There’s a first time for everything – the first sale, the first expansion, the first mistake and maybe even the first award. To help gain insight into the successes and lessons learned by successful business owners, every month Lawn & Landscape will talk to companies who have surpassed those milestones and have become some of the newest members of our Top 100 list.
Over the years, your company has grown both geographically as well as in the services that you provide. Can you tell me more about that?
ISS Grounds Control is the result of mergers and acquisitions. My company was originally in Phoenix, and I sold it to a company in Texas in 2002, who then bought three companies and that’s what we see today. Fifty percent of our revenue was to come from construction and 50 percent was to come from landscape maintenance. Over the years, our focus has become more about growing the recurring revenue side of our business, which is landscape maintenance.
We also focus on internal relationships. If you’re not taking care of your employees, two things happen. One, you have higher turnover, and two, when your employees turnover they don’t necessarily understand the relationships and the history with the clients. So, our goal has been to provide an environment where our employees feel like they are an integral part of the business; where their opinions count, they have a career and they have a future. We realize that if you have a stronger, cohesive team within the company, we can deliver a stronger, cohesive service outside the company.
How do you manage that with a company of your size?
It can never be that Dale has a relationship with every employee, but each individual that we have managing does have a relationship with them, so they realize that this is more than just a place where we can bring bodies in as producing units. Often when you hire people you get their hands and their feet, but it’s a rarity when you actually engage their head. And our goal is to engage their head and their heart so they are excited about their teammates and being part of ISS. We have a newsletter that goes out via email to our employees and we have a videocast that goes out monthly, so we’re using those tools to try to build a closer family, but its not easy.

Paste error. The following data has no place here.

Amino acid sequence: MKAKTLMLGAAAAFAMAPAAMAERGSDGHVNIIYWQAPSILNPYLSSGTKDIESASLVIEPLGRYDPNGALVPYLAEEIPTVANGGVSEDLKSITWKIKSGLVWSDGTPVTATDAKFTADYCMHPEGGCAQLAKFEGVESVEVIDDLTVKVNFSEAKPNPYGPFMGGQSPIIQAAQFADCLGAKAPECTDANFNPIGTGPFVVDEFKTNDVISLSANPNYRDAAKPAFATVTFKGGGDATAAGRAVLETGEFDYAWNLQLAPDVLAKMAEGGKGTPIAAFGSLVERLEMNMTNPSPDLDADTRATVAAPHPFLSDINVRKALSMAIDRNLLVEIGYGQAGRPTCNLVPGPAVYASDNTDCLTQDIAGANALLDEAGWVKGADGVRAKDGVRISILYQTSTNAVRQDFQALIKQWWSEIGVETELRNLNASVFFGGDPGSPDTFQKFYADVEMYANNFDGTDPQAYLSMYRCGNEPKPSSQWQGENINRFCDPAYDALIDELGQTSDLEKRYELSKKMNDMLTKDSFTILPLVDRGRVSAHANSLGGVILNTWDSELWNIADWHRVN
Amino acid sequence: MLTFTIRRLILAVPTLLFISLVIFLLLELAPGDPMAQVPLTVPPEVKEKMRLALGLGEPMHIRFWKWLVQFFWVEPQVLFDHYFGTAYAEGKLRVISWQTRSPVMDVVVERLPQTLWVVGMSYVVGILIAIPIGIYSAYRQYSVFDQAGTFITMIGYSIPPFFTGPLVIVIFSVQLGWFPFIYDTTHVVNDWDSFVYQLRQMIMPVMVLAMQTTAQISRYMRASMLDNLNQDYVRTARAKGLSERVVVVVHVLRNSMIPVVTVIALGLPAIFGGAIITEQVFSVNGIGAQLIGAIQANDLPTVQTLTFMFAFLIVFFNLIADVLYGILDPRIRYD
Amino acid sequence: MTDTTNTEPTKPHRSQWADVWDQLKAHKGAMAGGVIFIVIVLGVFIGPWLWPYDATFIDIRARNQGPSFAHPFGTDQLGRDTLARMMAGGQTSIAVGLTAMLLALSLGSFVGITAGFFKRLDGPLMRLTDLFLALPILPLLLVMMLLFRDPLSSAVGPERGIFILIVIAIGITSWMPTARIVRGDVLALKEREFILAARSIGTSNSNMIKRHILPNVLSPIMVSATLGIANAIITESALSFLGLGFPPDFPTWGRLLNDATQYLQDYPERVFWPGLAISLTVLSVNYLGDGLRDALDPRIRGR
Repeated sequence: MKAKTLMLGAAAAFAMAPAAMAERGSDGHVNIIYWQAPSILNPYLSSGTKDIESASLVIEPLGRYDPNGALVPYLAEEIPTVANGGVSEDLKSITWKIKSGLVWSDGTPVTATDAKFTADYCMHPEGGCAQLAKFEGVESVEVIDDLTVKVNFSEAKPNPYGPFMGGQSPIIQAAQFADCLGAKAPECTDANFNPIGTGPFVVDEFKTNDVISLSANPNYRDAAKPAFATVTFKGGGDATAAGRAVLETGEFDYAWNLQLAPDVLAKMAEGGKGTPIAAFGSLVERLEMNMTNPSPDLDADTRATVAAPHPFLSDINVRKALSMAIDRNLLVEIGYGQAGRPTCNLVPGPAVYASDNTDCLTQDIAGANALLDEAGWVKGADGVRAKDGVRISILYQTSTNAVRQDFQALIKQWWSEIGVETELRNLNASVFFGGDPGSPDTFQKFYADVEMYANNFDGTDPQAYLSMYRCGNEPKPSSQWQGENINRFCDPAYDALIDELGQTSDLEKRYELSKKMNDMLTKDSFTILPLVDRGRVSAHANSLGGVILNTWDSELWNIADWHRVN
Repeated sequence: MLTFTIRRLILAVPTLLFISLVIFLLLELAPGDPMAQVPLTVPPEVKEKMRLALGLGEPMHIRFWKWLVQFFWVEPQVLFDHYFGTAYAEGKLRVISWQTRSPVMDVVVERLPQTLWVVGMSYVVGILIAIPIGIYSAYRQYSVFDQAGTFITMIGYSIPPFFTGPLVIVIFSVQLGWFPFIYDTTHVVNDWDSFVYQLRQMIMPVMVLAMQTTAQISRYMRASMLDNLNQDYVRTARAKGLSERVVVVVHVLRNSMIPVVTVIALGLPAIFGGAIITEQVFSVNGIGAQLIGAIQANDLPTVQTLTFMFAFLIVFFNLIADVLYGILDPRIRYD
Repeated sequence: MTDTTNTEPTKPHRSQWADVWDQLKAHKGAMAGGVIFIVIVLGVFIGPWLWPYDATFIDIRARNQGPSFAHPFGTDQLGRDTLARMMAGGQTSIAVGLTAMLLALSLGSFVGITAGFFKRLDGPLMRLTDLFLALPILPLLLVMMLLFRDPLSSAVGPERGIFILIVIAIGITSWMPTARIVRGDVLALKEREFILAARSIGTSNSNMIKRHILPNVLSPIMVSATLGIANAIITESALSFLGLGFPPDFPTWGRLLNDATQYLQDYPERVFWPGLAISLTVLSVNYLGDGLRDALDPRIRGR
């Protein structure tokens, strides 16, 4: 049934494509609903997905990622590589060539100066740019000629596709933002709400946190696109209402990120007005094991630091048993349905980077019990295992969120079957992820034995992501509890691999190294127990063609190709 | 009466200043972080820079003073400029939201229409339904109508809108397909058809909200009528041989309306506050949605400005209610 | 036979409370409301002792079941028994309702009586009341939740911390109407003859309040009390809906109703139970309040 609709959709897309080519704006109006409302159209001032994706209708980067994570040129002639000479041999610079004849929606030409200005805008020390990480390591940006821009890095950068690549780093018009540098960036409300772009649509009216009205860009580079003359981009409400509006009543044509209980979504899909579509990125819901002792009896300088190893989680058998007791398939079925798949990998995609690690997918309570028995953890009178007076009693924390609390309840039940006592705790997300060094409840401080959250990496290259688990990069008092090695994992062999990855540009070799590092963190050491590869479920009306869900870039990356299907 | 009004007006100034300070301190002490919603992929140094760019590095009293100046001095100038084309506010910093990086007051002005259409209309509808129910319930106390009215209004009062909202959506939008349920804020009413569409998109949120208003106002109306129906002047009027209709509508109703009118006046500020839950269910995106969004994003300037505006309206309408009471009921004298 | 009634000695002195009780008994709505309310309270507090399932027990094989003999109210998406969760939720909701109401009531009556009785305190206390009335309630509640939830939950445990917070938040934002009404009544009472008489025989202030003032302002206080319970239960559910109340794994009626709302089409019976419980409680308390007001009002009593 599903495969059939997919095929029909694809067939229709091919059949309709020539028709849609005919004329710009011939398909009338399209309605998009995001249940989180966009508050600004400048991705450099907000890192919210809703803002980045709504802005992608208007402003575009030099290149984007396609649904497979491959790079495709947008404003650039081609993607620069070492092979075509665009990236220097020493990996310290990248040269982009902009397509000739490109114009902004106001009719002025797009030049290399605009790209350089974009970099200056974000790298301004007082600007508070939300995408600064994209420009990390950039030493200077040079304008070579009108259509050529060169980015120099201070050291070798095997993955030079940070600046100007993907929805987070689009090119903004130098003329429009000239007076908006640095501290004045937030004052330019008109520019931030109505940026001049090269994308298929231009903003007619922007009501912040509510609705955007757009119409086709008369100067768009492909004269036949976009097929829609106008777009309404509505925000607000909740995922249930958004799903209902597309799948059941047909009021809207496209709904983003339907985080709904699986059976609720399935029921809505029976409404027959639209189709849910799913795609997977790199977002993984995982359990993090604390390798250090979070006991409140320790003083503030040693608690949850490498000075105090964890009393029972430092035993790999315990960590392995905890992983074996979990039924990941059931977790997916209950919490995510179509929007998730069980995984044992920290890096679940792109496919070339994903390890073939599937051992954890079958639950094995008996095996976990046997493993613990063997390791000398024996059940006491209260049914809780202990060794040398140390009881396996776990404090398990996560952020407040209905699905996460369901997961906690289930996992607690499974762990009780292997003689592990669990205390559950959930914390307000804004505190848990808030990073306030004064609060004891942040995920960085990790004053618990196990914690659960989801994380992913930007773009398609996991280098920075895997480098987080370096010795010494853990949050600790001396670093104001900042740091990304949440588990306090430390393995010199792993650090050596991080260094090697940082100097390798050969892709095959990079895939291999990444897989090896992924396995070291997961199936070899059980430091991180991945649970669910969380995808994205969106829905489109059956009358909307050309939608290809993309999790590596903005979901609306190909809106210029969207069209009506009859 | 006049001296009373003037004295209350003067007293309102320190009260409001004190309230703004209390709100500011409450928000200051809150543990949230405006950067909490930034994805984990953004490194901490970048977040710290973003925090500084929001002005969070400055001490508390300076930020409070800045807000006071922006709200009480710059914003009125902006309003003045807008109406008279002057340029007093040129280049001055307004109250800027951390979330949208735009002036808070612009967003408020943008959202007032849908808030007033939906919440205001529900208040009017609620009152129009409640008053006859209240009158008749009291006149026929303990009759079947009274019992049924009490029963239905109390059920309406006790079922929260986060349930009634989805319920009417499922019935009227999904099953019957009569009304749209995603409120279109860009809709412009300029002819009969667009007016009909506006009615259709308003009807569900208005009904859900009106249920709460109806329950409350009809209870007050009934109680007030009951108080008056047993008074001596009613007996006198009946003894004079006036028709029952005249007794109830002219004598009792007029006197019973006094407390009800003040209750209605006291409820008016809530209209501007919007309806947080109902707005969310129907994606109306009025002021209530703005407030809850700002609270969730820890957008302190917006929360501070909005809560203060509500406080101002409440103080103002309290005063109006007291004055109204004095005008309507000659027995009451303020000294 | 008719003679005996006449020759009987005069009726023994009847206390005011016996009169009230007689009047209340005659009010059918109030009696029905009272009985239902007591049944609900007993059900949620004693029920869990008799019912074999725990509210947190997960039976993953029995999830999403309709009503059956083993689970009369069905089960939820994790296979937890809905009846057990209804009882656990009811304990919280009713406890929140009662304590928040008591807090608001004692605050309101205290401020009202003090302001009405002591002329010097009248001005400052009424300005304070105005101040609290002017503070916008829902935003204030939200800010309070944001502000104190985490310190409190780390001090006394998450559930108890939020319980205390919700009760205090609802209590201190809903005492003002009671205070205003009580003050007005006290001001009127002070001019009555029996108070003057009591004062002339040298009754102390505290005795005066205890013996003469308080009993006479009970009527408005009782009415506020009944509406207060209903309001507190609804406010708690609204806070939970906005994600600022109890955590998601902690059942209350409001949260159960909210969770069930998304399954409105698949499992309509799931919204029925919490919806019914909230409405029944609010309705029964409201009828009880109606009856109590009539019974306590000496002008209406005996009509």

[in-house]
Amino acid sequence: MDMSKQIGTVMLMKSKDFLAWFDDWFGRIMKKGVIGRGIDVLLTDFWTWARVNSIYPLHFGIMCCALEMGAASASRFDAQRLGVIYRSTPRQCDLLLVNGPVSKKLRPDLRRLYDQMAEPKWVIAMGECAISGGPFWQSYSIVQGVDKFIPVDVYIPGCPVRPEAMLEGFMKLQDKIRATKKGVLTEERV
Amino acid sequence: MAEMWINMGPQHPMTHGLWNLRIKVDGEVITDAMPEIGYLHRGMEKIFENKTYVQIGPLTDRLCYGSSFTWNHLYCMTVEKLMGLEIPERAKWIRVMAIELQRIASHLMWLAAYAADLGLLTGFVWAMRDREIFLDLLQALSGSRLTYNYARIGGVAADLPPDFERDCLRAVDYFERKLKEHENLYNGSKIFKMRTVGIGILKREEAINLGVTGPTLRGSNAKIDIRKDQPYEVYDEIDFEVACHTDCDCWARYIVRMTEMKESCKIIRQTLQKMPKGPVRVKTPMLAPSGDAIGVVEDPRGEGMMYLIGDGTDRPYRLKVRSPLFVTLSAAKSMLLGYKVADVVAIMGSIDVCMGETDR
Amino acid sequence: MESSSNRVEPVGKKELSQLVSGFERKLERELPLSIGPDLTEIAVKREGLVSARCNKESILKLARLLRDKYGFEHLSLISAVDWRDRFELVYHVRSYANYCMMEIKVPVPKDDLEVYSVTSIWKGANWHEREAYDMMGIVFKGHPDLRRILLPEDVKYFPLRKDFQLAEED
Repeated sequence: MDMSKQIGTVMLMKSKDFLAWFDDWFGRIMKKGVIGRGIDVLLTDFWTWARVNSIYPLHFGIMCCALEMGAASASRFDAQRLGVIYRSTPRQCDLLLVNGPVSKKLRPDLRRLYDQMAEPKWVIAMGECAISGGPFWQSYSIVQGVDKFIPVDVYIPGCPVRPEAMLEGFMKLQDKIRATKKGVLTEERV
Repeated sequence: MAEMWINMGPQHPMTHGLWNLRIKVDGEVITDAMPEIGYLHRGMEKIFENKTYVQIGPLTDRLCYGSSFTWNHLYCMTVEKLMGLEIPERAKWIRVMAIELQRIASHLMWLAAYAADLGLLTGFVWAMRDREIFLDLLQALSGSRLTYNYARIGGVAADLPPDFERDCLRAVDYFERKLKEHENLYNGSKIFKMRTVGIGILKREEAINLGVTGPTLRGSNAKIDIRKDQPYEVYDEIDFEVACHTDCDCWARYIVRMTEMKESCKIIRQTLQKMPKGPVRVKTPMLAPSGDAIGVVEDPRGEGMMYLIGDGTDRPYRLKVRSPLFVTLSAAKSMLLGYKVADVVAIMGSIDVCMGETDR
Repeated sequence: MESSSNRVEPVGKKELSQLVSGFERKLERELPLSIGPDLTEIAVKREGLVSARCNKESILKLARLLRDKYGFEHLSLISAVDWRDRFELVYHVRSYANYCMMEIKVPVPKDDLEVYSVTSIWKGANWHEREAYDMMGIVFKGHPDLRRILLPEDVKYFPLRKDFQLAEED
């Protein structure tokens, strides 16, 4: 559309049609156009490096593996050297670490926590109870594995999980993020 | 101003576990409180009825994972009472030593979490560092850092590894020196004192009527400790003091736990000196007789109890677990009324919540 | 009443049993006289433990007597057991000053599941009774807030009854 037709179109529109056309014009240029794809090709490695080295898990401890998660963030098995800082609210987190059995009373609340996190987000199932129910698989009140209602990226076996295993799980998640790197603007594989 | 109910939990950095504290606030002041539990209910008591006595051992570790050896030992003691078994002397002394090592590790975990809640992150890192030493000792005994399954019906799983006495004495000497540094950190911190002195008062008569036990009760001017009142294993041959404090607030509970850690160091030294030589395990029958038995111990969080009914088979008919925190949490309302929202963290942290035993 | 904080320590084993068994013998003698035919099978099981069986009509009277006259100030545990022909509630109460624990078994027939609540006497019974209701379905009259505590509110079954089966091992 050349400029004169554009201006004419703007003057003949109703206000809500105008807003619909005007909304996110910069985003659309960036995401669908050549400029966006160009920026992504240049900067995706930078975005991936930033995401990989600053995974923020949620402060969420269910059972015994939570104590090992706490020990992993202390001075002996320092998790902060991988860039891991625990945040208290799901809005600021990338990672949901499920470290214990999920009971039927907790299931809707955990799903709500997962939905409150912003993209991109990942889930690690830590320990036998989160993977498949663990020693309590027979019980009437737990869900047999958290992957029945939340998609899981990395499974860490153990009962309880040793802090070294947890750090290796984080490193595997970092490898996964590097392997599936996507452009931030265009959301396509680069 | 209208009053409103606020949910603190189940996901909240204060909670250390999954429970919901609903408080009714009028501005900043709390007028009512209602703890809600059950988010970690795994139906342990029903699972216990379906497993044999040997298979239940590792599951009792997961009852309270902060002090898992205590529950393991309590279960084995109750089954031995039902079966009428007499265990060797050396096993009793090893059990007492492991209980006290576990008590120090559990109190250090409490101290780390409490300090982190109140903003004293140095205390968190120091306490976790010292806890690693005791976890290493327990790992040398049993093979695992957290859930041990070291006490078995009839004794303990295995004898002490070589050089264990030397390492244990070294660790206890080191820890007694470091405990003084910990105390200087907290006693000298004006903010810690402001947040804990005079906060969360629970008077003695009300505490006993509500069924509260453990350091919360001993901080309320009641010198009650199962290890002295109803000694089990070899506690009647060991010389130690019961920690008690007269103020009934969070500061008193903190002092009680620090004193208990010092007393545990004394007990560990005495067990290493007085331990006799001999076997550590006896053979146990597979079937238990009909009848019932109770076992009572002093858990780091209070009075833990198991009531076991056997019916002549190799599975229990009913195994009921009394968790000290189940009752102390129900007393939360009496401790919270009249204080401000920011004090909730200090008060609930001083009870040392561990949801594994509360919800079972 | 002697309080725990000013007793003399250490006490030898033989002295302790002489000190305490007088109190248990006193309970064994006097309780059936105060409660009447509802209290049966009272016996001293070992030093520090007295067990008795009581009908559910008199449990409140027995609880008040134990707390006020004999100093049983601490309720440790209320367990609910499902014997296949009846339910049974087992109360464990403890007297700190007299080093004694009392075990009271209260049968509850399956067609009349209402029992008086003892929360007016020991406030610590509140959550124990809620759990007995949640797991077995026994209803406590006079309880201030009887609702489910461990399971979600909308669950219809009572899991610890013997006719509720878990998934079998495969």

How do you avoid getting complacent?
It’s a function of your involvement in your community and staying current in what’s going on in the industry. You have to reenergize yourself by being introduced to new ideas, whether it’s with people or reading different books or case studies, and that’s pretty stimulating to me. It takes a little bit of everything to make it work. Sometimes you can get a little complacent; you can get a little discouraged. You pour your heart into getting a project that you just know you deserve, then you find out you were number three out of seven bidders. You realize you’re not going to win everything, and those are discouraging times.
You have to recognize that for yourself and for your employees. Part of being a good boss is being a good cheerleader and recognizing the efforts, whether they are successful or not, and encouraging people.
Obviously if you do the same old thing the same old way and get the same old results that aren’t good results, then you need to change what you’re doing. Sometimes it might be people, but a lot of times it’s looking at the processes and seeing what’s broken with these processes and asking, how do we do it differently?